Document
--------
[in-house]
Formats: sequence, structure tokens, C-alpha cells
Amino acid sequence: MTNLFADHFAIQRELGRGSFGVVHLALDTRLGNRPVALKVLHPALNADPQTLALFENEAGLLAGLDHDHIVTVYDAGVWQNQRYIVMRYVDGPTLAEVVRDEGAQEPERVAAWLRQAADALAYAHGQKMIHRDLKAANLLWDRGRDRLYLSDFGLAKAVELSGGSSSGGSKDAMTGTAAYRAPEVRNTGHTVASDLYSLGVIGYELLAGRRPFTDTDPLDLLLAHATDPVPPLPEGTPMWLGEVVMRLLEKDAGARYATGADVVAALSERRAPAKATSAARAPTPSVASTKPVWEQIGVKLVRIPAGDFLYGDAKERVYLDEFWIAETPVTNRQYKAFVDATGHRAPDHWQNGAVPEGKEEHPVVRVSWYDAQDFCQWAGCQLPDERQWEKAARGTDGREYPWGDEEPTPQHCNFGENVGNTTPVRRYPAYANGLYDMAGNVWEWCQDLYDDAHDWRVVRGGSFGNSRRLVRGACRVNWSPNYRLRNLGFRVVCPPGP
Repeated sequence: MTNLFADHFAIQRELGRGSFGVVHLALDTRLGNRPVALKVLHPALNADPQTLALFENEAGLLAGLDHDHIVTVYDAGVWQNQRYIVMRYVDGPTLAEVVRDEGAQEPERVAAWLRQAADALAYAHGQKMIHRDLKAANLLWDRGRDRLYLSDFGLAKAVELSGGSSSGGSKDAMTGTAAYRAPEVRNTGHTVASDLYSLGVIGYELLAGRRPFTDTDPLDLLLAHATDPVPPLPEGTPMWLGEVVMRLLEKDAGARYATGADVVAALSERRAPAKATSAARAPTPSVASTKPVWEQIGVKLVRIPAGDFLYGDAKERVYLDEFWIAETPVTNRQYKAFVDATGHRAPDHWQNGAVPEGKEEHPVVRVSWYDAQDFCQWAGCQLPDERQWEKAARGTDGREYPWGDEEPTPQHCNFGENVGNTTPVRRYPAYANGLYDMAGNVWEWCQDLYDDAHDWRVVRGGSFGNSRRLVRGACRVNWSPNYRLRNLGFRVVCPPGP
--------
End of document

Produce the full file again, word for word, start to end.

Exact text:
[in-house]
Formats: sequence, structure tokens, C-alpha cells
Amino acid sequence: MTNLFADHFAIQRELGRGSFGVVHLALDTRLGNRPVALKVLHPALNADPQTLALFENEAGLLAGLDHDHIVTVYDAGVWQNQRYIVMRYVDGPTLAEVVRDEGAQEPERVAAWLRQAADALAYAHGQKMIHRDLKAANLLWDRGRDRLYLSDFGLAKAVELSGGSSSGGSKDAMTGTAAYRAPEVRNTGHTVASDLYSLGVIGYELLAGRRPFTDTDPLDLLLAHATDPVPPLPEGTPMWLGEVVMRLLEKDAGARYATGADVVAALSERRAPAKATSAARAPTPSVASTKPVWEQIGVKLVRIPAGDFLYGDAKERVYLDEFWIAETPVTNRQYKAFVDATGHRAPDHWQNGAVPEGKEEHPVVRVSWYDAQDFCQWAGCQLPDERQWEKAARGTDGREYPWGDEEPTPQHCNFGENVGNTTPVRRYPAYANGLYDMAGNVWEWCQDLYDDAHDWRVVRGGSFGNSRRLVRGACRVNWSPNYRLRNLGFRVVCPPGP
Repeated sequence: MTNLFADHFAIQRELGRGSFGVVHLALDTRLGNRPVALKVLHPALNADPQTLALFENEAGLLAGLDHDHIVTVYDAGVWQNQRYIVMRYVDGPTLAEVVRDEGAQEPERVAAWLRQAADALAYAHGQKMIHRDLKAANLLWDRGRDRLYLSDFGLAKAVELSGGSSSGGSKDAMTGTAAYRAPEVRNTGHTVASDLYSLGVIGYELLAGRRPFTDTDPLDLLLAHATDPVPPLPEGTPMWLGEVVMRLLEKDAGARYATGADVVAALSERRAPAKATSAARAPTPSVASTKPVWEQIGVKLVRIPAGDFLYGDAKERVYLDEFWIAETPVTNRQYKAFVDATGHRAPDHWQNGAVPEGKEEHPVVRVSWYDAQDFCQWAGCQLPDERQWEKAARGTDGREYPWGDEEPTPQHCNFGENVGNTTPVRRYPAYANGLYDMAGNVWEWCQDLYDDAHDWRVVRGGSFGNSRRLVRGACRVNWSPNYRLRNLGFRVVCPPGP